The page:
In Marcy v. Marcy, 6 Met. 360, decided in 1843, it was said that in Wallingford v. Hearl, supra, the court determined that where a tenant for life is disseised and the disseisor and his heirs continue in possession forty years, and until the death of the tenant for life, the reversioner's right of entry commenced at the death of the tenant for life, and that "the same doctrine was maintained in the previous case of Wells v. Prince... [ supra]."Summary of this case from Daley v. Daley
No. 30238. Affirmed in part and reversed in part.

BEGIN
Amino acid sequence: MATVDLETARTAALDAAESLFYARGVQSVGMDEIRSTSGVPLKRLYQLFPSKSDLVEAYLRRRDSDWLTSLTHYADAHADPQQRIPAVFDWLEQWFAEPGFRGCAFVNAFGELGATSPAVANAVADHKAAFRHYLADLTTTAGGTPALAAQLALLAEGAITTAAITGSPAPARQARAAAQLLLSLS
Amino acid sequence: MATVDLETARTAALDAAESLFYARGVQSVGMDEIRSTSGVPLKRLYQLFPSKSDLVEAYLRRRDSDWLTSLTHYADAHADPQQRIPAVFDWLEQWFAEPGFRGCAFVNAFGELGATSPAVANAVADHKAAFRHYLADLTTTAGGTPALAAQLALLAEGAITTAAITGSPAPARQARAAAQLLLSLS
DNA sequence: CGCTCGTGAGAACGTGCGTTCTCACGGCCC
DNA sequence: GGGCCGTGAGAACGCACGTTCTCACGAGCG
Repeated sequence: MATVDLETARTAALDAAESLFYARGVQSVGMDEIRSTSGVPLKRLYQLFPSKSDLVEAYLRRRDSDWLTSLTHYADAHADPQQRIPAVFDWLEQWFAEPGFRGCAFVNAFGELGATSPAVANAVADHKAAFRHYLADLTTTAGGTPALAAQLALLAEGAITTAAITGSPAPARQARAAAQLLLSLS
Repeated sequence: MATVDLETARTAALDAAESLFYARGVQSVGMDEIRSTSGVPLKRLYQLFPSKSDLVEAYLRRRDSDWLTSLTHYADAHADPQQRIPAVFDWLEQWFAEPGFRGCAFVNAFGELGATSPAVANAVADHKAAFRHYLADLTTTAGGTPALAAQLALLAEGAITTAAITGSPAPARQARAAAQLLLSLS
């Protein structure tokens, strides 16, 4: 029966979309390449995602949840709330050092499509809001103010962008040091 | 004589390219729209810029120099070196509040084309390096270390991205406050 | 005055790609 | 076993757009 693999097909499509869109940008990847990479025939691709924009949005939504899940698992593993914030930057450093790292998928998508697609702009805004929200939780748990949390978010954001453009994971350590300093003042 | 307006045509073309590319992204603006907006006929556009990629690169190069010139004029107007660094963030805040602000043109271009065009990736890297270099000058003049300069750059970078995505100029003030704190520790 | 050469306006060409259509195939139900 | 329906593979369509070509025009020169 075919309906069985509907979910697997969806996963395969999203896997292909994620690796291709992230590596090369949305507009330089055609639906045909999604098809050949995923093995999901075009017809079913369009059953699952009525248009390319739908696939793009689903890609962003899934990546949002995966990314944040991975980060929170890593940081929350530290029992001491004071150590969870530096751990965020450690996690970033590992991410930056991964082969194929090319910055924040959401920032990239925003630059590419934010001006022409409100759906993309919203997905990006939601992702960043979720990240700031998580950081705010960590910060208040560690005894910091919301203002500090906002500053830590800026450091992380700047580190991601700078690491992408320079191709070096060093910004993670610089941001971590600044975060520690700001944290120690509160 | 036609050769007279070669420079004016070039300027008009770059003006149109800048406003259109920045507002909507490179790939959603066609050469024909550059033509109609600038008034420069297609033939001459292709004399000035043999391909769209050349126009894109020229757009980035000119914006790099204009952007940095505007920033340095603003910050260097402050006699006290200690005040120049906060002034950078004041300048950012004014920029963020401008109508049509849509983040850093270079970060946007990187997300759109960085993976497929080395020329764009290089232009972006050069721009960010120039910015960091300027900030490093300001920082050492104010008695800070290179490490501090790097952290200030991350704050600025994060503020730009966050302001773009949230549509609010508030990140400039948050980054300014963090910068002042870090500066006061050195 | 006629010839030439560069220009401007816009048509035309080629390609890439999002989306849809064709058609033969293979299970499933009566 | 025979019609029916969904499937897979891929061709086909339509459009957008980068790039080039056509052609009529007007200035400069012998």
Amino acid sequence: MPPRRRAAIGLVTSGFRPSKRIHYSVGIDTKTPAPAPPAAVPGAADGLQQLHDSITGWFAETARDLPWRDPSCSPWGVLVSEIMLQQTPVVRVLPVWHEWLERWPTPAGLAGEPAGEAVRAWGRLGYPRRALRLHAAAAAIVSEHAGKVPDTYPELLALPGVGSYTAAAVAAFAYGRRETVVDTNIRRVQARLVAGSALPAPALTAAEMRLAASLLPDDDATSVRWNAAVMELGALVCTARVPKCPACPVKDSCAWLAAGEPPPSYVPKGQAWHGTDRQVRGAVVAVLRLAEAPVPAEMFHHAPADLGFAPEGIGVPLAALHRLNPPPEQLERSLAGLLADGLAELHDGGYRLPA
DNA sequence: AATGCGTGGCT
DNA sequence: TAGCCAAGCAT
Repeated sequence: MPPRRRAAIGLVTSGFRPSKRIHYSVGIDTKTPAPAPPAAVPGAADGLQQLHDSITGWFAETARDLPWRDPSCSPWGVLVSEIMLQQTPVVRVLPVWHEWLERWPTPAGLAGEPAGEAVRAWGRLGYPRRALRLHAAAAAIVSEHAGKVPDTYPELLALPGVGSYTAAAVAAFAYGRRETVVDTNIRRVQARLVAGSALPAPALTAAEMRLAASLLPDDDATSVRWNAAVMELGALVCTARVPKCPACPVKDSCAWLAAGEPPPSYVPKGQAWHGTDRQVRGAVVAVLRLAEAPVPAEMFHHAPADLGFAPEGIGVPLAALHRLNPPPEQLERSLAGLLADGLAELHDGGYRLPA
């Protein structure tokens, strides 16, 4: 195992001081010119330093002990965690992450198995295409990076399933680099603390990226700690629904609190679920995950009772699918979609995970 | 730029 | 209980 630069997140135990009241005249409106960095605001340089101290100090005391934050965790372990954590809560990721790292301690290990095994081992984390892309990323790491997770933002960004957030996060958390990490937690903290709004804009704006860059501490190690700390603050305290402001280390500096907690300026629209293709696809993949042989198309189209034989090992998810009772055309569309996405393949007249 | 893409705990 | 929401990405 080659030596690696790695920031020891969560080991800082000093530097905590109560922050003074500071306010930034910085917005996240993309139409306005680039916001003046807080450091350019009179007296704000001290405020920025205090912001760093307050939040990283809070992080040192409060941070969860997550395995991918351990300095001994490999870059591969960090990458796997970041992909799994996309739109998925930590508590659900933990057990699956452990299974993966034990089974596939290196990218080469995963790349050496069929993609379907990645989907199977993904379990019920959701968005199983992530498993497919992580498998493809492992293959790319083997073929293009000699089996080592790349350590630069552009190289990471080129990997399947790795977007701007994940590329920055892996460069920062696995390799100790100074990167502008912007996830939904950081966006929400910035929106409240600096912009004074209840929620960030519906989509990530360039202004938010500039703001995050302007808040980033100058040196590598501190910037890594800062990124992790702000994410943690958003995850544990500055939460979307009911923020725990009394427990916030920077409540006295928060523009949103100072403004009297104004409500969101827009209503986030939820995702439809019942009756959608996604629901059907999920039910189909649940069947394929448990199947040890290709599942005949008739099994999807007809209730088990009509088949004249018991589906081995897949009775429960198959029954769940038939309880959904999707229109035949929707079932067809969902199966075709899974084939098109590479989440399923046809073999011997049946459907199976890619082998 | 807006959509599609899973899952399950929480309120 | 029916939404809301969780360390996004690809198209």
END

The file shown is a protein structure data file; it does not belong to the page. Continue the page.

Opinion filed November 20, 1947. Rehearing denied May 13, 1948.
APPEAL from the City Court of Sterling; the Hon. JOHN M. STAGER, Judge, presiding.
J.J. LUDENS, of Sterling, for appellant.
WARD WARD, and BESSE BESSE, both of Sterling, for appellee.
This is an appeal by Marjorie Marcy from a decree of the city court of Sterling, awarding to Leonard Marcy a divorce on his counterclaim on the grounds of adultery, said decree providing that the interest of Marjorie Marcy in a house in Sterling be transferred to her husband and that she execute a deed of conveyance to said premises unto her husband upon his paying to her the sum of $3000 in full of all her property rights. A freehold being involved the appeal is perfected to this court.